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What Kind Of People Use X.Org's VESA Driver?

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  • #11
    I've got an intel GMA 500. My distro (archlinux) ships with xserver 1.7. The psb driver doesn't work on it. I've patched it heavily (if anyone is interested, please ping me), but since Xpsb is compiled for xserver 1.6, it doesn't load correctly. That's the reason I'm using vesa with 855resolution to get the correct resolution.

    Of course, i could downgrade xserver...


    • #12
      I actually like Radeon hardware...

      Originally posted by Kano View Post
      Just that this card is not faster than any nvidia offering
      Ultimately, the Open Source support for the HD4890 will outstrip the Open Source support for NVIDIA's offerings. The nouveau project may indeed do great things, but there's no substitute for having the documentation...


      • #13
        A friend of mine has an old Notebook with this graphics chip: "ATI Technilogies Inc Radeon IGP 330M/340M/350M".

        He has some real trouble getting that to work with the open source stack. The "xf86-video-radeon" is supposed to support it but he never really got to get it working.

        That's why he is still using Vesa with ATI hardware.


        • #14
          Wider variety than you think

          Methinks it's underestimated just the range of hardware that's out there, along with overestimation of how good hardware detection is.

          The laptop I'm using is a fairly old one that doesn't even have a battery, but still works and works quite well. By default, Ubuntu uses the VESA driver, and I have to edit xorg to get it to use the right one (the hardware is a Twister K or whatever), but even then it isn't much of a step up in performance.


          • #15
            Why not?

            I guess vesa users have their reasons they use it, they most likely wouldn't complete the survey if they didn't know howto change it.

            So why not leave them happy, instead of telling them what to do?
            Like the advise to buy an new graphic card...

            - Clemens


            • #16

              To test oss support you can buy the cheapest card too as it will never unleash the full potential. Even onboard would be enought to try.


              • #17
                Binary nVidia blob is not very stable, even if it supported my FX5900 card, it paniced at least every 1-2 days, using xf86-vesa / xf86-nv (both had same results in gtkperf benchmark, so I do not know why everybody mention this 2D accelration) allowed me for 60+ uptimes (lack of power, this was not a server room box).

                Now I just use Intel GMAs and using only xf86-intel and everything works ok.


                • #18
                  If you use ubuntu which runs compiz the whole day it will lead certainly to instablity when something is wrong with the card. Maybe it just got too hot.


                  • #19
                    At my job we have a Dell 4590T (I think, it looks exactly the same as one, though off my head I can't be sure 100% about the model) with a P4, intel integrated graphics. We use vesa on it because the intel driver DOES NOT WORK on it. It can't detect a usable output. I think it has Intel 845-series graphics. The situation is that it has a DVI out, but the driver only sees a VGA out that's unconnected so it's impossible to use the intel driver. Has been this way for every intel linux driver release I know of. I sort of suspect that this particular piece of hardware may have been customized in a nonstandard way by dell, so maybe the VGA port is converted to a DVI port that the intel driver can't detect, but it's mostly speculation. I think somebody filed a bug about it once, but never bothered to obtain all the detailed garbage the devs wanted that would have taken a day or so to collect when it works fine for how it's used with vesa and so the bug got closed or depreciated or whatever the term is for lack of info.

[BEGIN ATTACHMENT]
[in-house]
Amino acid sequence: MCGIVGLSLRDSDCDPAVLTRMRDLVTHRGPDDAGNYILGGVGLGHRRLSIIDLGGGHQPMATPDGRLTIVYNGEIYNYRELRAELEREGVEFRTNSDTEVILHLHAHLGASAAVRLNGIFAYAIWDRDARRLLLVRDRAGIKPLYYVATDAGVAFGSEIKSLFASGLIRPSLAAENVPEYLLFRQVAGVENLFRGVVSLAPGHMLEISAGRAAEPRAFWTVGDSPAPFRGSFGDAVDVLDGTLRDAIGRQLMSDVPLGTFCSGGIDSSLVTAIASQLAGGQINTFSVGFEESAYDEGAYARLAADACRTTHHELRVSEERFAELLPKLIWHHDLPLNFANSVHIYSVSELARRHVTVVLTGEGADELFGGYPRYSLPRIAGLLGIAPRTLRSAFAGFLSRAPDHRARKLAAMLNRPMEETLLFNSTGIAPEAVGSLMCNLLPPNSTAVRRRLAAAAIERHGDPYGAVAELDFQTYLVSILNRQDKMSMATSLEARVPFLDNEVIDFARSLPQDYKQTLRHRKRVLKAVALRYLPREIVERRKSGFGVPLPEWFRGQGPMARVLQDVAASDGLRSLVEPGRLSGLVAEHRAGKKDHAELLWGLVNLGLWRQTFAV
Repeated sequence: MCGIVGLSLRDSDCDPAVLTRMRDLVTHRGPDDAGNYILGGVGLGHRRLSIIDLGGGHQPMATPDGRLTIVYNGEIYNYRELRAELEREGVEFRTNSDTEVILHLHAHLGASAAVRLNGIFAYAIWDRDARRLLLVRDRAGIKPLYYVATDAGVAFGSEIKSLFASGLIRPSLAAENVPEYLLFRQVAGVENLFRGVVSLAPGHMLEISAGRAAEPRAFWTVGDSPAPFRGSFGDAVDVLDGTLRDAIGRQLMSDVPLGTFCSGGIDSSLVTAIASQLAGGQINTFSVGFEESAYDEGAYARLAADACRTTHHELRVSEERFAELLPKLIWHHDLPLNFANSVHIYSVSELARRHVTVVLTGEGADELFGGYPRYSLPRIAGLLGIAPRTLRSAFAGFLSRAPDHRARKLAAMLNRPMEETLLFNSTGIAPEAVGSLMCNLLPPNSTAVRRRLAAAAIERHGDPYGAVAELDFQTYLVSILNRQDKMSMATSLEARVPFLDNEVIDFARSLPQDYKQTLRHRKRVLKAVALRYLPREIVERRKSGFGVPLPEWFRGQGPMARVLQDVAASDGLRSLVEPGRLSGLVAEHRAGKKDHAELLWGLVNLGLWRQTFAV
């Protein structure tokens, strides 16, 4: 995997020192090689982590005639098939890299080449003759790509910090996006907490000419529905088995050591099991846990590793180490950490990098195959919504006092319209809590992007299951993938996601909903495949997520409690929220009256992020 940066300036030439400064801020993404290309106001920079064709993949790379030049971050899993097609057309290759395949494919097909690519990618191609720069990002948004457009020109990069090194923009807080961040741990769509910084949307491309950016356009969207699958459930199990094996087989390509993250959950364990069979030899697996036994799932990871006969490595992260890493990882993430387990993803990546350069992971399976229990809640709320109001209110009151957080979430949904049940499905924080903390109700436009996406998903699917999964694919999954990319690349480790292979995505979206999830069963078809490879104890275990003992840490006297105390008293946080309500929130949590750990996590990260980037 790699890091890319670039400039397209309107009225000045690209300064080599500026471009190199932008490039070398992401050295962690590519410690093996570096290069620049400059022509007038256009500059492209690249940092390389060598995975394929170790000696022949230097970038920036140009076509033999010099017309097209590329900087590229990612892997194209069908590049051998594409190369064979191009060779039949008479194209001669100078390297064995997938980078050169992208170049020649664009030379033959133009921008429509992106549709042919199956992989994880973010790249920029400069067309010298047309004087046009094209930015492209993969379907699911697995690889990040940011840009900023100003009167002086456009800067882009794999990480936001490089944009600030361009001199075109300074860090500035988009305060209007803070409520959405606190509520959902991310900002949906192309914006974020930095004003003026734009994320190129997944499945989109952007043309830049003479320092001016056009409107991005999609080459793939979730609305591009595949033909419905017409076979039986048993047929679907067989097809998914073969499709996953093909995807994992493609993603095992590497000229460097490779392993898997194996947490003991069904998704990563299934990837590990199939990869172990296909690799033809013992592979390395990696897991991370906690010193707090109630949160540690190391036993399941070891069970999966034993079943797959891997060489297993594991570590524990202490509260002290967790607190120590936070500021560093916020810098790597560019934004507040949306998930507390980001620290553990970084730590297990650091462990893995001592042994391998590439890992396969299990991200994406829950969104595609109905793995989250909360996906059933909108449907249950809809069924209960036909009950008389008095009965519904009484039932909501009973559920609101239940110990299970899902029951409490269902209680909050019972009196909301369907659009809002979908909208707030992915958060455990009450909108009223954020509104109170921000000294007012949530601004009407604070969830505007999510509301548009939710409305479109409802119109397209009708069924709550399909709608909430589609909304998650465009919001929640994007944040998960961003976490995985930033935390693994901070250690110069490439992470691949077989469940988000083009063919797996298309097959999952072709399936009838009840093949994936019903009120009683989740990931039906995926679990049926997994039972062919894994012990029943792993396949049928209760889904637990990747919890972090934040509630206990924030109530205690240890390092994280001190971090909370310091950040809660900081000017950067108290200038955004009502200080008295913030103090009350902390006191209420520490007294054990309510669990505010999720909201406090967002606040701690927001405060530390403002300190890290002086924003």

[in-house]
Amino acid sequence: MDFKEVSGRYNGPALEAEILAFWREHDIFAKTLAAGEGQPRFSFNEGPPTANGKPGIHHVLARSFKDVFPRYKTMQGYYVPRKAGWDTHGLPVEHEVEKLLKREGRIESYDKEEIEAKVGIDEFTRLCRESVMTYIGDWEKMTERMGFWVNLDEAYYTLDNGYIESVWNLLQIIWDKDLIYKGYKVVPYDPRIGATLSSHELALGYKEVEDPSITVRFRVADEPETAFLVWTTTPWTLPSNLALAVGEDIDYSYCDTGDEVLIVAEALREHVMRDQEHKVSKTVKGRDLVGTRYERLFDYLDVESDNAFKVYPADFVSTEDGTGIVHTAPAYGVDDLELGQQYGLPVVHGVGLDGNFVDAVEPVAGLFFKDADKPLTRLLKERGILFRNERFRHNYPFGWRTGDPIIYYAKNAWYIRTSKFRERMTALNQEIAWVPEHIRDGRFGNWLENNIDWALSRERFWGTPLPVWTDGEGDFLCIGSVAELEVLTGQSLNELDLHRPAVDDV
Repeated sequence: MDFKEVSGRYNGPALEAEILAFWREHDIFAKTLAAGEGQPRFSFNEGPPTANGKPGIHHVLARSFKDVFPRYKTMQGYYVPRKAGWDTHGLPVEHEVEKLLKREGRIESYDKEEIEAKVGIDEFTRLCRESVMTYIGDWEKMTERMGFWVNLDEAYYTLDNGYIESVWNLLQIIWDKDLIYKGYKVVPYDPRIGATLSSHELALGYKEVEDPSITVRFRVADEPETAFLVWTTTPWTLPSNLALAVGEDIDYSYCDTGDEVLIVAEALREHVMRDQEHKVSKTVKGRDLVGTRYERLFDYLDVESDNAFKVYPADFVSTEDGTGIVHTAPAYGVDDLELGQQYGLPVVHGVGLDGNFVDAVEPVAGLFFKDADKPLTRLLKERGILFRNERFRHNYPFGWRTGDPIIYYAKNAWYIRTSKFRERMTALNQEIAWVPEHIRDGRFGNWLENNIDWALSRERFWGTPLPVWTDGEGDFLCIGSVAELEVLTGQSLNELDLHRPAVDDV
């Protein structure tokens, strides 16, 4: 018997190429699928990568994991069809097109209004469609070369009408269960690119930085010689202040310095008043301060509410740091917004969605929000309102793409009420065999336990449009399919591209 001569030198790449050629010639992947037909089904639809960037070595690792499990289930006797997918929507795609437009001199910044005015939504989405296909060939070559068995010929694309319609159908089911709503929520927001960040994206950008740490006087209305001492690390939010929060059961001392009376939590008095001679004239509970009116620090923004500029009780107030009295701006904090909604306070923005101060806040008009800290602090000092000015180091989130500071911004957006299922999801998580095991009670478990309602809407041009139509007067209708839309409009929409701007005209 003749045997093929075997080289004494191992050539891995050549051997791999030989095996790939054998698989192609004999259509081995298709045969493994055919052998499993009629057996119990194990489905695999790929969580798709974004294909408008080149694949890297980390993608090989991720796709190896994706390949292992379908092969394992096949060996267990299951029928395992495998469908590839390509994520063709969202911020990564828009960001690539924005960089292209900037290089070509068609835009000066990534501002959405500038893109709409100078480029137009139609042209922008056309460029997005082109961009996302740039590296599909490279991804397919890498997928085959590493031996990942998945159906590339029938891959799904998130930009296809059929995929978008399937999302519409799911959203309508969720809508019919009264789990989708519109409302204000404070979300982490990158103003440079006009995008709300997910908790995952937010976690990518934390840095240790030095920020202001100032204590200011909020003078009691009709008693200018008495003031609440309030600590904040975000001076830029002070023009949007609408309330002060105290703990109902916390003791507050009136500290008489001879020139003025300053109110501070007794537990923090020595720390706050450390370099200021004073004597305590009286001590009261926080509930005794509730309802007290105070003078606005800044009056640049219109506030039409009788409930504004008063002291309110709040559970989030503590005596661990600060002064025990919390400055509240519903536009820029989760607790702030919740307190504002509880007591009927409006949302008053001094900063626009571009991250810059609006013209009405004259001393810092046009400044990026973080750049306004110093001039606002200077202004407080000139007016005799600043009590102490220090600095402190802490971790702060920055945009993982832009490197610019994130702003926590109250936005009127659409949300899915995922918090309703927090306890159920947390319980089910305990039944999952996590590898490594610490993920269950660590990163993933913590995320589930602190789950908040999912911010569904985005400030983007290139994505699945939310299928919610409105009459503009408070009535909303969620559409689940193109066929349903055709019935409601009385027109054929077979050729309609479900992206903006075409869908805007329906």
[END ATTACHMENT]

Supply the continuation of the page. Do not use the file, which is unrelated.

In any case, since the intel driver doesn't work on this intel hardware, it's basically vesa or bust. Incidentally, because this is an old business all-in-one machine with no upgrade space, you can't add in a card or do other upgrades. So a video card is a no go.

                    Other than instance, vesa is just used on my machines as a fallback or emergency xserver. I have a home server type system I mostly use through remote ssh, but it has vesa and and xserver installed for the rare instance that I really need to change anything with it (hardware changes, major config changes that offline the network, etc). I think if I were to install an updated OS on it, maybe I could use noveau, as the system is an old desktop with integrated nvidia graphics, maybe 6100 series, but on a home server-router that usually doesn't even have x running, I've never seen a reason to update. I figure I'll finally update it to either arch or the next ubuntu LTS this next spring, and at that point if I still want an emergency xserver, maybe it won't be vesa.
                    Last edited by sloggerKhan; 12-06-2009, 03:17 PM.


                    • #20
                      when running x11 with a kernel other than linux, you usually also don' t have the luxury to choose a binary driver.

                      the oss stack has seen some turmoil in recent months, so it might just have been easier to use vesa then.